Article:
Probably the biggest visual influence on the movie is an artist named Kiyoshi Saitō, who was a brilliant graphic artist and wood block print painter in Japan in the 20th century. The thing that was interesting about Saitō was that he comes from a great tradition that goes back hundreds of years of woodblock printmaking, but he kind of threw that off his shoulders. It was still kind of in his bones, but he decided to try a new way of making this thing where he was essentially the author of all the art, as opposed to being one part, one cog of the process. So the work you’d see that he would do was his pure, undistilled vision of his subject. What’s more, he was heavily influenced by Western painters — European painters like Henri Matisse and Paul Gauguin. So he takes all these incredible influences and he internalizes it, he synthesizes it, and he weaves it into his art — and then you see this incredible thing come out that’s unlike anything you’ve ever seen before. That was, in turn, a huge influence on us, on this movie — not only stylistically, but just his approach: this fusion of East and West, and old and new, the real and the imagined. That was something he did in his work, and that is something we tried to do in ours as well.

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There’s sort of a debate online about whether it benefits the film itself to have famous voice actors — if it helps the marketing and such. I was curious about Matthew McConaughey, because, at the beginning, he keeps the persona that he’s had in different movies, but then you kind of get lost in his character after his first scene. So, as a director, did you have any guidance for him?

Well, I know that the casting process is pretty opaque for people who weren’t a part of it — and there is a logic to it, there are reasons behind every single decision that we make. Casting live-action is very different than casting animation. When you’re casting live action, there are two parts to the performance: there’s the performance that you see and there’s the one that you hear. Those things are bound together. In animation, however, those things are completely separate, and really the actor is the performance that you hear. So what you want is an actor who can convey the complexity, can convey the full range emotions with the one instrument they have available to them, which is their voice. Some great actors, that’s not their most powerful instrument; their voice isn’t the most expressive part of their tool kit. So often times when you disentangle what an actor looks like versus what they sound like, it leads you to some interesting revelations.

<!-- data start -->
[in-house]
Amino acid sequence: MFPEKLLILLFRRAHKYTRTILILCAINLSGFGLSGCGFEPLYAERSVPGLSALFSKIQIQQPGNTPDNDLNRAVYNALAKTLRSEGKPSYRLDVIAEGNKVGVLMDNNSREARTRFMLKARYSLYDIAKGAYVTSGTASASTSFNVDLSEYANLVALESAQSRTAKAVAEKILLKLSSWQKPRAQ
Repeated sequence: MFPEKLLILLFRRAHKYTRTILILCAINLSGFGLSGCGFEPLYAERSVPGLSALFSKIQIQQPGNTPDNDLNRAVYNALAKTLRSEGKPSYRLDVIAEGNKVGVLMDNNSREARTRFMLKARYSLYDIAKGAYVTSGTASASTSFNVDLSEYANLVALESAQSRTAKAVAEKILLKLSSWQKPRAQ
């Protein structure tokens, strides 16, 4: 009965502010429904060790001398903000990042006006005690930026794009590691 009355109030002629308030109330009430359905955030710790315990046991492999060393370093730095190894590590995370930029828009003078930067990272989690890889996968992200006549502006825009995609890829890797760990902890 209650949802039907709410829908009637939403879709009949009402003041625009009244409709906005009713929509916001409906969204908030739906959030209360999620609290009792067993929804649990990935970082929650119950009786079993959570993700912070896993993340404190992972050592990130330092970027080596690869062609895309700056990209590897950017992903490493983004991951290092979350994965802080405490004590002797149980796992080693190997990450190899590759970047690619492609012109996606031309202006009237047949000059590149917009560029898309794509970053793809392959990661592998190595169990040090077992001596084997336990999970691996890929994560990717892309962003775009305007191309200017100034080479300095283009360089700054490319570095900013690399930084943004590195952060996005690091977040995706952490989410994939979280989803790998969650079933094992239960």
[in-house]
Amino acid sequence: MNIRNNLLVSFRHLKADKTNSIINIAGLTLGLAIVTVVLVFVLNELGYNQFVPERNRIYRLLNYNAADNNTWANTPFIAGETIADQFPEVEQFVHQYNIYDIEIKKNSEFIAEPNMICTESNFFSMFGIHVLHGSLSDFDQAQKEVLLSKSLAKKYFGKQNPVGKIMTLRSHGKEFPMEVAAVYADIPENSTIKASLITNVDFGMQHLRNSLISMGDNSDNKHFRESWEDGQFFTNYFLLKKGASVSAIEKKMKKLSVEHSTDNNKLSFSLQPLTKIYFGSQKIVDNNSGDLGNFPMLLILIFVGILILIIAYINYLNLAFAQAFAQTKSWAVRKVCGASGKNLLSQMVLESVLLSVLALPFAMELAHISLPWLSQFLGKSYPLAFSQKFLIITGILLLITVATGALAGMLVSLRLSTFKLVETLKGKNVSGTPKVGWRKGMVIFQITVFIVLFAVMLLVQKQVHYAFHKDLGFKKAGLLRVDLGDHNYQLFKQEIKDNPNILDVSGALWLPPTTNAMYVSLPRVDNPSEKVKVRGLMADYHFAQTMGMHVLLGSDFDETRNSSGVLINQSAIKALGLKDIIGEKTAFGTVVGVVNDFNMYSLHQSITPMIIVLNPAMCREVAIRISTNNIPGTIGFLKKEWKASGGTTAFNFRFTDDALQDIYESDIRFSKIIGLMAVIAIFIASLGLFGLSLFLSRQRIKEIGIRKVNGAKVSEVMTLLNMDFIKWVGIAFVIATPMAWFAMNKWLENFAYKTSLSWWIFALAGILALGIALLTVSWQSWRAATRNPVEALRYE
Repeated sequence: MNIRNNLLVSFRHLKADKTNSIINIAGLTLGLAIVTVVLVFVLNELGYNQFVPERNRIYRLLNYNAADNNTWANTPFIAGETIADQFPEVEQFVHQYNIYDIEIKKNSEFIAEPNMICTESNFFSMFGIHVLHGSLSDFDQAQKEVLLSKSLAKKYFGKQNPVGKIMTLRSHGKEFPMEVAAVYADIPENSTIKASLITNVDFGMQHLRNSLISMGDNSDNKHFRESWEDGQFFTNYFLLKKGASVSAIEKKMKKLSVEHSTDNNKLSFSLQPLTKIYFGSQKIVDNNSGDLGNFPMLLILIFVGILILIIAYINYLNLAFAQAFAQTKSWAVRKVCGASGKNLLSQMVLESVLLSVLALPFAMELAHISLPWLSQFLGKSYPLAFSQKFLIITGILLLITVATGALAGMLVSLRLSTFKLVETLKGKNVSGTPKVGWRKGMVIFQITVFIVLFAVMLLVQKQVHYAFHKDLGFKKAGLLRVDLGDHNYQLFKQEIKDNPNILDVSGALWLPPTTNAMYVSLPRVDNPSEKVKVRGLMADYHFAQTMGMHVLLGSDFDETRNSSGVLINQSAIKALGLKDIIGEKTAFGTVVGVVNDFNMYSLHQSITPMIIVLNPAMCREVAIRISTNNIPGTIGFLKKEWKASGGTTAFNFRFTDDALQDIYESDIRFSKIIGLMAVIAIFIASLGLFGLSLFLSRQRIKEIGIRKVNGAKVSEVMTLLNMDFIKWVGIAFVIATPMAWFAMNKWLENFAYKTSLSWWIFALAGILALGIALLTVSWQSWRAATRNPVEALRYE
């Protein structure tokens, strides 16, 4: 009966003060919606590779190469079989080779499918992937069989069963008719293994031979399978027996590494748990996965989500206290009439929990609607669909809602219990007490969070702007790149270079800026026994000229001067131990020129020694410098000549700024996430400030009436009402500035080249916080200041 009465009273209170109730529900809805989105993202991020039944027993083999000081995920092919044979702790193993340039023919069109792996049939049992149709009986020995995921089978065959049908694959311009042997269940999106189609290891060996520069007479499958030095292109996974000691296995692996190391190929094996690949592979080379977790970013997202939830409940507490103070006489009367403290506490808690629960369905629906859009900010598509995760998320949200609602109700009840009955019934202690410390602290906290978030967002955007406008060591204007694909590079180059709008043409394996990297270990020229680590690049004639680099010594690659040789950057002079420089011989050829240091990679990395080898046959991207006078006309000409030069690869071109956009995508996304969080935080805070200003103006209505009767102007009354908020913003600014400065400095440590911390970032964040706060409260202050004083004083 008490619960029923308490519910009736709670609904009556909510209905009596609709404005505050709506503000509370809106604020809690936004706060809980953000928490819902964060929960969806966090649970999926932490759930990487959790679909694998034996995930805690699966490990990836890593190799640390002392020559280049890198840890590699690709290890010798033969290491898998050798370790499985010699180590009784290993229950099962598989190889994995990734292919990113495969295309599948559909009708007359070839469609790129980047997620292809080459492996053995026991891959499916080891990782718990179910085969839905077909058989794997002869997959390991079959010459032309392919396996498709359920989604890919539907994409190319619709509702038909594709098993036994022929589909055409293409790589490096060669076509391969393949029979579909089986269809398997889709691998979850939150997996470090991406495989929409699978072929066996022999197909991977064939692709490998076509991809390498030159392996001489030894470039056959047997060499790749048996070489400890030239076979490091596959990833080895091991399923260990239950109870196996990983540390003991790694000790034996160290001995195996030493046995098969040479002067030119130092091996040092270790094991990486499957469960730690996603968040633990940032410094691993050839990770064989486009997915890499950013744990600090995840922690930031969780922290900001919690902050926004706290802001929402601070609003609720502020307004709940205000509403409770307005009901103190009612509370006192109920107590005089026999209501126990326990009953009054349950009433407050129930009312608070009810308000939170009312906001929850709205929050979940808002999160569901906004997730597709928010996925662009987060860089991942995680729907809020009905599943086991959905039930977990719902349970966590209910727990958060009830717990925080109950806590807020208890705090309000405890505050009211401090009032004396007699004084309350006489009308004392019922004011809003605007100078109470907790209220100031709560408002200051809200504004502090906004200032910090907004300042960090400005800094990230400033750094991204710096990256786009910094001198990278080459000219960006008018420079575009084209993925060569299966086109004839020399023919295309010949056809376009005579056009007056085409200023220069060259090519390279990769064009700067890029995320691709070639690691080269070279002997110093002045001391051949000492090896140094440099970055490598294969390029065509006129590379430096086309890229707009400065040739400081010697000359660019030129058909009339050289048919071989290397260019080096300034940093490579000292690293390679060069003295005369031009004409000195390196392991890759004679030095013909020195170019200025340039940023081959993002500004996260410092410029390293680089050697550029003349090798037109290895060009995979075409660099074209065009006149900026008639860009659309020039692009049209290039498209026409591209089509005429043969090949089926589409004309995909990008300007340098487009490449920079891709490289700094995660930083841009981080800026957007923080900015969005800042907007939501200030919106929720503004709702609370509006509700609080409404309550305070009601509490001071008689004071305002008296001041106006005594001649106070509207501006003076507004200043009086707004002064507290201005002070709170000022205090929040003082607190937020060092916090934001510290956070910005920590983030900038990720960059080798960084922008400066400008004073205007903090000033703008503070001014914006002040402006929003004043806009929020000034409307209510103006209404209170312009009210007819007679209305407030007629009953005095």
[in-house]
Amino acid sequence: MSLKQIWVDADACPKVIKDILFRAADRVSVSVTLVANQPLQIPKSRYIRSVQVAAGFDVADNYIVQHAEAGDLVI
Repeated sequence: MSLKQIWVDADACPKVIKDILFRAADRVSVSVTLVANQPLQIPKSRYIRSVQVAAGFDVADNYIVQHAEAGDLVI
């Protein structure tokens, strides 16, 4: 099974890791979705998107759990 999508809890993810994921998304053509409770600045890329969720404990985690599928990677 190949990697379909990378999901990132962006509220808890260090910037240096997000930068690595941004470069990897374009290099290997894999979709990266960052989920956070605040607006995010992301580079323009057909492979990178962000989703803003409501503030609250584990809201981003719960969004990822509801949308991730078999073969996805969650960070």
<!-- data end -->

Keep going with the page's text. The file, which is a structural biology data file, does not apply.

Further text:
So that’s part of our process, we pull clips from movies and interviews to hear how an actor’s voice actually sounds to try and see if they’re right for the movie. Because, in the end, it’s almost like a band or an orchestra: you want each actor to occupy their own unique space of the sonic spectrum — just like you got your violas and your violins and your cellos, etc — each of them occupy their own section, which comes through in the mix. You want the same thing for your actors, so every time you cast a new actor you basically have to recalibrate — you start to play clips from other actors and think, “Does he play well with them?”

So for McConaughey, for what that character was, we wanted a great actor; we wanted someone who is warm and engaging — but also has bluster and bravado — but ultimately had this really warm, beautiful, earthy quality and can play vulnerable and sensitive. With Matthew, going back three years, when he was cast in the movie, we’d seen Mud and Killer Joe and especially Dallas Buyers Club, where he showcases incredible range of performance. That’s exactly the kind of thing we wanted in our movie, so we reached out to him — and of course we’re just a dinky little operation in the armpit of the Pacific Northwest — we reach out to him to see if he’s remotely interested in our film, because he has all the options in the world in what he can be involved in. But it resonated with him in a meaningful way, and I think it’s because of some of the core elements of family. In fact, he read the script to his children in chapters as a bedtime story, which was really meaningful for us.